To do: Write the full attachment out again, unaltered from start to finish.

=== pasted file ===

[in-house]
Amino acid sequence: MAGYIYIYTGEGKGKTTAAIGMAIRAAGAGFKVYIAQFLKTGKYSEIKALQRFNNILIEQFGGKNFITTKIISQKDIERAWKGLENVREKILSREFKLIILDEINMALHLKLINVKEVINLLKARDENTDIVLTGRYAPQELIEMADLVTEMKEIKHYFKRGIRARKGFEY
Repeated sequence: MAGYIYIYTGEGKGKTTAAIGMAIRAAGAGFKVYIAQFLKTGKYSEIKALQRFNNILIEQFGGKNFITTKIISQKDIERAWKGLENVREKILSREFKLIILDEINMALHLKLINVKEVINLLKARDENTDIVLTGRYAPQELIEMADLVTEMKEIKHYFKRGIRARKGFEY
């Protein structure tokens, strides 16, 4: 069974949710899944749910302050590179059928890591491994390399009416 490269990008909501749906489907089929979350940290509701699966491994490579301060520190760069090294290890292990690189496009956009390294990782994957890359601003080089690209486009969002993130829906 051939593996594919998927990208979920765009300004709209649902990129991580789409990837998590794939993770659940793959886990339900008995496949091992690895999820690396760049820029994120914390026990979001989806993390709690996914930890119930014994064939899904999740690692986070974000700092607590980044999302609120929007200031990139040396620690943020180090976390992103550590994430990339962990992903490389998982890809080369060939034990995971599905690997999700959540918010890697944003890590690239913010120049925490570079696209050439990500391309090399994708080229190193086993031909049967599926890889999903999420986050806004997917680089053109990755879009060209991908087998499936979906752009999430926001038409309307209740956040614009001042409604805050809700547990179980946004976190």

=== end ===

[in-house]
Amino acid sequence: MAGYIYIYTGEGKGKTTAAIGMAIRAAGAGFKVYIAQFLKTGKYSEIKALQRFNNILIEQFGGKNFITTKIISQKDIERAWKGLENVREKILSREFKLIILDEINMALHLKLINVKEVINLLKARDENTDIVLTGRYAPQELIEMADLVTEMKEIKHYFKRGIRARKGFEY
Repeated sequence: MAGYIYIYTGEGKGKTTAAIGMAIRAAGAGFKVYIAQFLKTGKYSEIKALQRFNNILIEQFGGKNFITTKIISQKDIERAWKGLENVREKILSREFKLIILDEINMALHLKLINVKEVINLLKARDENTDIVLTGRYAPQELIEMADLVTEMKEIKHYFKRGIRARKGFEY
């Protein structure tokens, strides 16, 4: 069974949710899944749910302050590179059928890591491994390399009416 490269990008909501749906489907089929979350940290509701699966491994490579301060520190760069090294290890292990690189496009956009390294990782994957890359601003080089690209486009969002993130829906 051939593996594919998927990208979920765009300004709209649902990129991580789409990837998590794939993770659940793959886990339900008995496949091992690895999820690396760049820029994120914390026990979001989806993390709690996914930890119930014994064939899904999740690692986070974000700092607590980044999302609120929007200031990139040396620690943020180090976390992103550590994430990339962990992903490389998982890809080369060939034990995971599905690997999700959540918010890697944003890590690239913010120049925490570079696209050439990500391309090399994708080229190193086993031909049967599926890889999903999420986050806004997917680089053109990755879009060209991908087998499936979906752009999430926001038409309307209740956040614009001042409604805050809700547990179980946004976190």